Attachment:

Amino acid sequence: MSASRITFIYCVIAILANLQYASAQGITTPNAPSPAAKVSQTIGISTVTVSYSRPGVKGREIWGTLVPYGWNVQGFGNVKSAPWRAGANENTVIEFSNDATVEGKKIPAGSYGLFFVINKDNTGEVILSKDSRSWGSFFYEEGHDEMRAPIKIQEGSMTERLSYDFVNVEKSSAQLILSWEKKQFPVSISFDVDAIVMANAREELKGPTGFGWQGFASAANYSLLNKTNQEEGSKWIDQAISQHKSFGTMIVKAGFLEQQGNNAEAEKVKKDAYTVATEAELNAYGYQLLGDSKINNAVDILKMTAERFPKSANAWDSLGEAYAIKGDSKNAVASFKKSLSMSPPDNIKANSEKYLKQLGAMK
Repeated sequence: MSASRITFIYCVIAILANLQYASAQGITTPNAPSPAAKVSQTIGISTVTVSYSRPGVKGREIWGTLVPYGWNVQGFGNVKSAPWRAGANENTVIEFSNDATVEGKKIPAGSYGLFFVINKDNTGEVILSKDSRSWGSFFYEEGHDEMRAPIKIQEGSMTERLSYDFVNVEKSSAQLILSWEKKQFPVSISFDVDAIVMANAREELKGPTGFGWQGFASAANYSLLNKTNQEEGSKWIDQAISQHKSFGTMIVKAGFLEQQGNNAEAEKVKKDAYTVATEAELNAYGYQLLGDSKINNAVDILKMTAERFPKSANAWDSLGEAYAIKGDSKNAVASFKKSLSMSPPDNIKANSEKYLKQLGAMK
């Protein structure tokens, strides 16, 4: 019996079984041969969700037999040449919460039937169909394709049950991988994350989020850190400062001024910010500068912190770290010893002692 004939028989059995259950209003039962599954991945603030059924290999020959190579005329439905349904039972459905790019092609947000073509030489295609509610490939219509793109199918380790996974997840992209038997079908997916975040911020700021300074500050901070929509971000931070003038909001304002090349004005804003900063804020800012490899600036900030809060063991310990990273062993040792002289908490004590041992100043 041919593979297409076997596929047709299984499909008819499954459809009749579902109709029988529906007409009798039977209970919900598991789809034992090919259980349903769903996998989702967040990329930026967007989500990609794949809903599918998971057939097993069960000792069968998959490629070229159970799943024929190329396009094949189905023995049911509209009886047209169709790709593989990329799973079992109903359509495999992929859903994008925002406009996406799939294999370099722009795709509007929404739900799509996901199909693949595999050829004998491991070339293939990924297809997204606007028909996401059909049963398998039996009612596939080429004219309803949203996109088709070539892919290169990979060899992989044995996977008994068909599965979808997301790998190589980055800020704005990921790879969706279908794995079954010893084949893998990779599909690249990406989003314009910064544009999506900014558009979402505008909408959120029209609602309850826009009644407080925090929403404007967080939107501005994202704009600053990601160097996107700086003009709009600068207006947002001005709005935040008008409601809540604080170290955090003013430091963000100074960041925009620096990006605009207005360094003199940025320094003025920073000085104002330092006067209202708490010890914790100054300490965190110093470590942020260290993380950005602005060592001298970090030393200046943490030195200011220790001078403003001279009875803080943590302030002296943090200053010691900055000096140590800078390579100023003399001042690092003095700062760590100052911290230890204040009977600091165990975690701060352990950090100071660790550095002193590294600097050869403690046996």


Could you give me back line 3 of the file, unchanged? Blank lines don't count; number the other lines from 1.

């Protein structure tokens, strides 16, 4: 019996079984041969969700037999040449919460039937169909394709049950991988994350989020850190400062001024910010500068912190770290010893002692 004939028989059995259950209003039962599954991945603030059924290999020959190579005329439905349904039972459905790019092609947000073509030489295609509610490939219509793109199918380790996974997840992209038997079908997916975040911020700021300074500050901070929509971000931070003038909001304002090349004005804003900063804020800012490899600036900030809060063991310990990273062993040792002289908490004590041992100043 041919593979297409076997596929047709299984499909008819499954459809009749579902109709029988529906007409009798039977209970919900598991789809034992090919259980349903769903996998989702967040990329930026967007989500990609794949809903599918998971057939097993069960000792069968998959490629070229159970799943024929190329396009094949189905023995049911509209009886047209169709790709593989990329799973079992109903359509495999992929859903994008925002406009996406799939294999370099722009795709509007929404739900799509996901199909693949595999050829004998491991070339293939990924297809997204606007028909996401059909049963398998039996009612596939080429004219309803949203996109088709070539892919290169990979060899992989044995996977008994068909599965979808997301790998190589980055800020704005990921790879969706279908794995079954010893084949893998990779599909690249990406989003314009910064544009999506900014558009979402505008909408959120029209609602309850826009009644407080925090929403404007967080939107501005994202704009600053990601160097996107700086003009709009600068207006947002001005709005935040008008409601809540604080170290955090003013430091963000100074960041925009620096990006605009207005360094003199940025320094003025920073000085104002330092006067209202708490010890914790100054300490965190110093470590942020260290993380950005602005060592001298970090030393200046943490030195200011220790001078403003001279009875803080943590302030002296943090200053010691900055000096140590800078390579100023003399001042690092003095700062760590100052911290230890204040009977600091165990975690701060352990950090100071660790550095002193590294600097050869403690046996």